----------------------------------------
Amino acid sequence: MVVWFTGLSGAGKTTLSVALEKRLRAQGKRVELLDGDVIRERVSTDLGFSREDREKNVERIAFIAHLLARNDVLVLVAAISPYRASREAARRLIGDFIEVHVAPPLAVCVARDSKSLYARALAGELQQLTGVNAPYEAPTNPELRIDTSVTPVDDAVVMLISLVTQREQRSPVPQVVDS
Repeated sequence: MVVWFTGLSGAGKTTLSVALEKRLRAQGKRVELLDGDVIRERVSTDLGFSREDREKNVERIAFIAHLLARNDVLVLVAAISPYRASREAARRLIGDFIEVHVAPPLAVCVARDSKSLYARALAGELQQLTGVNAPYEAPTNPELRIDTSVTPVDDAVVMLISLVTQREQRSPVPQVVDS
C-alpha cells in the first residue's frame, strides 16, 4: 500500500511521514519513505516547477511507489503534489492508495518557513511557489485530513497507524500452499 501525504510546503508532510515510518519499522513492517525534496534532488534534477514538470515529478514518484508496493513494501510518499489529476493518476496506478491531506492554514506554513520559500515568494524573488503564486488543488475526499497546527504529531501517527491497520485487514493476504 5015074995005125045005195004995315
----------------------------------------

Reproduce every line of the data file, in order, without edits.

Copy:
Amino acid sequence: MVVWFTGLSGAGKTTLSVALEKRLRAQGKRVELLDGDVIRERVSTDLGFSREDREKNVERIAFIAHLLARNDVLVLVAAISPYRASREAARRLIGDFIEVHVAPPLAVCVARDSKSLYARALAGELQQLTGVNAPYEAPTNPELRIDTSVTPVDDAVVMLISLVTQREQRSPVPQVVDS
Repeated sequence: MVVWFTGLSGAGKTTLSVALEKRLRAQGKRVELLDGDVIRERVSTDLGFSREDREKNVERIAFIAHLLARNDVLVLVAAISPYRASREAARRLIGDFIEVHVAPPLAVCVARDSKSLYARALAGELQQLTGVNAPYEAPTNPELRIDTSVTPVDDAVVMLISLVTQREQRSPVPQVVDS
C-alpha cells in the first residue's frame, strides 16, 4: 500500500511521514519513505516547477511507489503534489492508495518557513511557489485530513497507524500452499 501525504510546503508532510515510518519499522513492517525534496534532488534534477514538470515529478514518484508496493513494501510518499489529476493518476496506478491531506492554514506554513520559500515568494524573488503564486488543488475526499497546527504529531501517527491497520485487514493476504 5015074995005125045005195004995315